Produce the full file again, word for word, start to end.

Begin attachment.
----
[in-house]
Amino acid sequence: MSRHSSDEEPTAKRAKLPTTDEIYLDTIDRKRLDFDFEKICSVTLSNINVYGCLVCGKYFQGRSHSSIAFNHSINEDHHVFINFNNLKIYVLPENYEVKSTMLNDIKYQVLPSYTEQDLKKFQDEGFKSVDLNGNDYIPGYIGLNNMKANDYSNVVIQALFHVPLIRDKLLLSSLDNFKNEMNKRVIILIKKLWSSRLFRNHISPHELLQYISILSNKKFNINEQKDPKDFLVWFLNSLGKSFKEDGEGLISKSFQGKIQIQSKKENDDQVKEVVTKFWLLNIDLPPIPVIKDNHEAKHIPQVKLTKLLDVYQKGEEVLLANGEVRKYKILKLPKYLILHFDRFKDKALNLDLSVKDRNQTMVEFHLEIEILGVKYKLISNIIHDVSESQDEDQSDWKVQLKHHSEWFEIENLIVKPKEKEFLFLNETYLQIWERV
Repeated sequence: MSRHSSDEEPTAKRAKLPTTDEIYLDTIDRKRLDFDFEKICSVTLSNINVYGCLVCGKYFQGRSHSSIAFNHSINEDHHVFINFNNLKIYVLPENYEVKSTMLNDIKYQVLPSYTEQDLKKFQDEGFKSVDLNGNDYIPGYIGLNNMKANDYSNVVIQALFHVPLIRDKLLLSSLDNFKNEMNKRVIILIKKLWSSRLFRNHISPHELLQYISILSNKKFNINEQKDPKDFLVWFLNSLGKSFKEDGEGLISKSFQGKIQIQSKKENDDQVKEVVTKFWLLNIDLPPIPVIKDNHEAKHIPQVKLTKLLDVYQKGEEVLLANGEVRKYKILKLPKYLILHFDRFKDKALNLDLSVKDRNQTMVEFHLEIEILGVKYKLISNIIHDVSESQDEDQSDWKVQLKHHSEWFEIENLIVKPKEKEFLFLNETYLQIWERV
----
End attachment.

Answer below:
[in-house]
Amino acid sequence: MSRHSSDEEPTAKRAKLPTTDEIYLDTIDRKRLDFDFEKICSVTLSNINVYGCLVCGKYFQGRSHSSIAFNHSINEDHHVFINFNNLKIYVLPENYEVKSTMLNDIKYQVLPSYTEQDLKKFQDEGFKSVDLNGNDYIPGYIGLNNMKANDYSNVVIQALFHVPLIRDKLLLSSLDNFKNEMNKRVIILIKKLWSSRLFRNHISPHELLQYISILSNKKFNINEQKDPKDFLVWFLNSLGKSFKEDGEGLISKSFQGKIQIQSKKENDDQVKEVVTKFWLLNIDLPPIPVIKDNHEAKHIPQVKLTKLLDVYQKGEEVLLANGEVRKYKILKLPKYLILHFDRFKDKALNLDLSVKDRNQTMVEFHLEIEILGVKYKLISNIIHDVSESQDEDQSDWKVQLKHHSEWFEIENLIVKPKEKEFLFLNETYLQIWERV
Repeated sequence: MSRHSSDEEPTAKRAKLPTTDEIYLDTIDRKRLDFDFEKICSVTLSNINVYGCLVCGKYFQGRSHSSIAFNHSINEDHHVFINFNNLKIYVLPENYEVKSTMLNDIKYQVLPSYTEQDLKKFQDEGFKSVDLNGNDYIPGYIGLNNMKANDYSNVVIQALFHVPLIRDKLLLSSLDNFKNEMNKRVIILIKKLWSSRLFRNHISPHELLQYISILSNKKFNINEQKDPKDFLVWFLNSLGKSFKEDGEGLISKSFQGKIQIQSKKENDDQVKEVVTKFWLLNIDLPPIPVIKDNHEAKHIPQVKLTKLLDVYQKGEEVLLANGEVRKYKILKLPKYLILHFDRFKDKALNLDLSVKDRNQTMVEFHLEIEILGVKYKLISNIIHDVSESQDEDQSDWKVQLKHHSEWFEIENLIVKPKEKEFLFLNETYLQIWERV